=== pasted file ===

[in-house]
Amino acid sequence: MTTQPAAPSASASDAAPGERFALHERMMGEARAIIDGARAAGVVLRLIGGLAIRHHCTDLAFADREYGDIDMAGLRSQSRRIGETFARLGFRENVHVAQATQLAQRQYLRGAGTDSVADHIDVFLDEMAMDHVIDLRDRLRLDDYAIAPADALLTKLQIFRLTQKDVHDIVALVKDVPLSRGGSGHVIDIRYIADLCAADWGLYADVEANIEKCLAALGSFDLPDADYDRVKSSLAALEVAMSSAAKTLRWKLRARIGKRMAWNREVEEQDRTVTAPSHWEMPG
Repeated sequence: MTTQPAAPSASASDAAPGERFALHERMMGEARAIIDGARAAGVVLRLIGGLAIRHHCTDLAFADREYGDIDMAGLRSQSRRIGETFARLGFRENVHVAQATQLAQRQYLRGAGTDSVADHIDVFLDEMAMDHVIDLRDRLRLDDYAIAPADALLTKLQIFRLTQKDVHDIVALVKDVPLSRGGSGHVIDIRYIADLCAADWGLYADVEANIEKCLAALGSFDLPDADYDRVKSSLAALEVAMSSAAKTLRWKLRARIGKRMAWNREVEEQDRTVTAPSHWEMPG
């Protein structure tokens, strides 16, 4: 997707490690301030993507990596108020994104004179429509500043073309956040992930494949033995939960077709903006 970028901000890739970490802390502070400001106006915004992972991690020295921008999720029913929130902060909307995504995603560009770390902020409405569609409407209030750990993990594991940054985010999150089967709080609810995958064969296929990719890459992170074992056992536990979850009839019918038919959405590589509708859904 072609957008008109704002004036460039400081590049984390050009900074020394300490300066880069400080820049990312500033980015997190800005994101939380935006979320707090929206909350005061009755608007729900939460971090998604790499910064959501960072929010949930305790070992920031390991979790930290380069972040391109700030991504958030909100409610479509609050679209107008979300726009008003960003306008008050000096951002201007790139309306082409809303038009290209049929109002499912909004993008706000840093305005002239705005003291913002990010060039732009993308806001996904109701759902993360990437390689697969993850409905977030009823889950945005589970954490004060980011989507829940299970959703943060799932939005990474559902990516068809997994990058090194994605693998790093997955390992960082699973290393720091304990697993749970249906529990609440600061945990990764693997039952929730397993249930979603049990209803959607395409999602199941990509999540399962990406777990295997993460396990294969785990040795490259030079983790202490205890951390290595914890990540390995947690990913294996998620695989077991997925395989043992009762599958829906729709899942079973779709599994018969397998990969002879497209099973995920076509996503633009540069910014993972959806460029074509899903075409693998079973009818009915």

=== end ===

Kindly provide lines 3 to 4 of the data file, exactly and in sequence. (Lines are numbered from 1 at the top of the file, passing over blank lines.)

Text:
Repeated sequence: MTTQPAAPSASASDAAPGERFALHERMMGEARAIIDGARAAGVVLRLIGGLAIRHHCTDLAFADREYGDIDMAGLRSQSRRIGETFARLGFRENVHVAQATQLAQRQYLRGAGTDSVADHIDVFLDEMAMDHVIDLRDRLRLDDYAIAPADALLTKLQIFRLTQKDVHDIVALVKDVPLSRGGSGHVIDIRYIADLCAADWGLYADVEANIEKCLAALGSFDLPDADYDRVKSSLAALEVAMSSAAKTLRWKLRARIGKRMAWNREVEEQDRTVTAPSHWEMPG
């Protein structure tokens, strides 16, 4: 997707490690301030993507990596108020994104004179429509500043073309956040992930494949033995939960077709903006 970028901000890739970490802390502070400001106006915004992972991690020295921008999720029913929130902060909307995504995603560009770390902020409405569609409407209030750990993990594991940054985010999150089967709080609810995958064969296929990719890459992170074992056992536990979850009839019918038919959405590589509708859904 072609957008008109704002004036460039400081590049984390050009900074020394300490300066880069400080820049990312500033980015997190800005994101939380935006979320707090929206909350005061009755608007729900939460971090998604790499910064959501960072929010949930305790070992920031390991979790930290380069972040391109700030991504958030909100409610479509609050679209107008979300726009008003960003306008008050000096951002201007790139309306082409809303038009290209049929109002499912909004993008706000840093305005002239705005003291913002990010060039732009993308806001996904109701759902993360990437390689697969993850409905977030009823889950945005589970954490004060980011989507829940299970959703943060799932939005990474559902990516068809997994990058090194994605693998790093997955390992960082699973290393720091304990697993749970249906529990609440600061945990990764693997039952929730397993249930979603049990209803959607395409999602199941990509999540399962990406777990295997993460396990294969785990040795490259030079983790202490205890951390290595914890990540390995947690990913294996998620695989077991997925395989043992009762599958829906729709899942079973779709599994018969397998990969002879497209099973995920076509996503633009540069910014993972959806460029074509899903075409693998079973009818009915």